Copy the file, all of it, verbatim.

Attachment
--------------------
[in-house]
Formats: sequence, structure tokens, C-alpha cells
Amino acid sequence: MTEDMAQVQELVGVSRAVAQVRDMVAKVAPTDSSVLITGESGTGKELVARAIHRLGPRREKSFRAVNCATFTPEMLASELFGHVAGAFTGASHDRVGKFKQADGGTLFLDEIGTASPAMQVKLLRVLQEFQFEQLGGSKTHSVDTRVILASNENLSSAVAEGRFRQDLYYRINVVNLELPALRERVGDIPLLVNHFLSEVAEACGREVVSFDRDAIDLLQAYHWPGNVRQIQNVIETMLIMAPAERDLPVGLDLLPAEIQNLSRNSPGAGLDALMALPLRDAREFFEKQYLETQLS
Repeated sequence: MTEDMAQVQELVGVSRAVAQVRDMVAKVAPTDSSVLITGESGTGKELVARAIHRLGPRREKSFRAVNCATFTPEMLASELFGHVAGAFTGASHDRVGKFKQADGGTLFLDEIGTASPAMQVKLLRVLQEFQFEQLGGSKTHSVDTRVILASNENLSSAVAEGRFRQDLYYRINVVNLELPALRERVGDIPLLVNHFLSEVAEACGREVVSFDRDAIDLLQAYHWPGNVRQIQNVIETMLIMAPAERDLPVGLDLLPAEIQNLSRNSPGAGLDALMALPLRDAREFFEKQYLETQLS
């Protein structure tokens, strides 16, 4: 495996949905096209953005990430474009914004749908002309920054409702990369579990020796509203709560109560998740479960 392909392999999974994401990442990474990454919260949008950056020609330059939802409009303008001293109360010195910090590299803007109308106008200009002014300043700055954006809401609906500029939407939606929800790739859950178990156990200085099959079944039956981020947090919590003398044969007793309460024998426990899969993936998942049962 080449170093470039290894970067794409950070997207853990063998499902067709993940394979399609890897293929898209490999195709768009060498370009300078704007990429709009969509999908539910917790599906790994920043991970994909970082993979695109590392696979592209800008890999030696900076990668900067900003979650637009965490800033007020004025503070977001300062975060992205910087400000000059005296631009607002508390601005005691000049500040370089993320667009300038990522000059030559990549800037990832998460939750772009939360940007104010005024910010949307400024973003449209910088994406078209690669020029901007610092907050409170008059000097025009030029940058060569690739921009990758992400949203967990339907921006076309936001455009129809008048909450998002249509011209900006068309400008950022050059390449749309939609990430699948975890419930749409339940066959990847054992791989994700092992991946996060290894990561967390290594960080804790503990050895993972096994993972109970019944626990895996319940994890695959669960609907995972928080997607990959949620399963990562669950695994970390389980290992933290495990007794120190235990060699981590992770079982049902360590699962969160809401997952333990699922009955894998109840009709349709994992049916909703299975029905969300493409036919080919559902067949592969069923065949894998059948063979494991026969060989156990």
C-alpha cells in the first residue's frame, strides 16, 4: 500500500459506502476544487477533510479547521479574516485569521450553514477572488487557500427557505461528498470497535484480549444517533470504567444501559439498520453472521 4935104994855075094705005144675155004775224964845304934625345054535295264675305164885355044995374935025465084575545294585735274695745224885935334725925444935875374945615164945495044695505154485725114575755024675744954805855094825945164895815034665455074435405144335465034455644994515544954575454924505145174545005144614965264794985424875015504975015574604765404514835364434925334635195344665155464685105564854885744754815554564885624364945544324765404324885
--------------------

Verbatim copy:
[in-house]
Formats: sequence, structure tokens, C-alpha cells
Amino acid sequence: MTEDMAQVQELVGVSRAVAQVRDMVAKVAPTDSSVLITGESGTGKELVARAIHRLGPRREKSFRAVNCATFTPEMLASELFGHVAGAFTGASHDRVGKFKQADGGTLFLDEIGTASPAMQVKLLRVLQEFQFEQLGGSKTHSVDTRVILASNENLSSAVAEGRFRQDLYYRINVVNLELPALRERVGDIPLLVNHFLSEVAEACGREVVSFDRDAIDLLQAYHWPGNVRQIQNVIETMLIMAPAERDLPVGLDLLPAEIQNLSRNSPGAGLDALMALPLRDAREFFEKQYLETQLS
Repeated sequence: MTEDMAQVQELVGVSRAVAQVRDMVAKVAPTDSSVLITGESGTGKELVARAIHRLGPRREKSFRAVNCATFTPEMLASELFGHVAGAFTGASHDRVGKFKQADGGTLFLDEIGTASPAMQVKLLRVLQEFQFEQLGGSKTHSVDTRVILASNENLSSAVAEGRFRQDLYYRINVVNLELPALRERVGDIPLLVNHFLSEVAEACGREVVSFDRDAIDLLQAYHWPGNVRQIQNVIETMLIMAPAERDLPVGLDLLPAEIQNLSRNSPGAGLDALMALPLRDAREFFEKQYLETQLS
């Protein structure tokens, strides 16, 4: 495996949905096209953005990430474009914004749908002309920054409702990369579990020796509203709560109560998740479960 392909392999999974994401990442990474990454919260949008950056020609330059939802409009303008001293109360010195910090590299803007109308106008200009002014300043700055954006809401609906500029939407939606929800790739859950178990156990200085099959079944039956981020947090919590003398044969007793309460024998426990899969993936998942049962 080449170093470039290894970067794409950070997207853990063998499902067709993940394979399609890897293929898209490999195709768009060498370009300078704007990429709009969509999908539910917790599906790994920043991970994909970082993979695109590392696979592209800008890999030696900076990668900067900003979650637009965490800033007020004025503070977001300062975060992205910087400000000059005296631009607002508390601005005691000049500040370089993320667009300038990522000059030559990549800037990832998460939750772009939360940007104010005024910010949307400024973003449209910088994406078209690669020029901007610092907050409170008059000097025009030029940058060569690739921009990758992400949203967990339907921006076309936001455009129809008048909450998002249509011209900006068309400008950022050059390449749309939609990430699948975890419930749409339940066959990847054992791989994700092992991946996060290894990561967390290594960080804790503990050895993972096994993972109970019944626990895996319940994890695959669960609907995972928080997607990959949620399963990562669950695994970390389980290992933290495990007794120190235990060699981590992770079982049902360590699962969160809401997952333990699922009955894998109840009709349709994992049916909703299975029905969300493409036919080919559902067949592969069923065949894998059948063979494991026969060989156990």
C-alpha cells in the first residue's frame, strides 16, 4: 500500500459506502476544487477533510479547521479574516485569521450553514477572488487557500427557505461528498470497535484480549444517533470504567444501559439498520453472521 4935104994855075094705005144675155004775224964845304934625345054535295264675305164885355044995374935025465084575545294585735274695745224885935334725925444935875374945615164945495044695505154485725114575755024675744954805855094825945164895815034665455074435405144335465034455644994515544954575454924505145174545005144614965264794985424875015504975015574604765404514835364434925334635195344665155464685105564854885744754815554564885624364945544324765404324885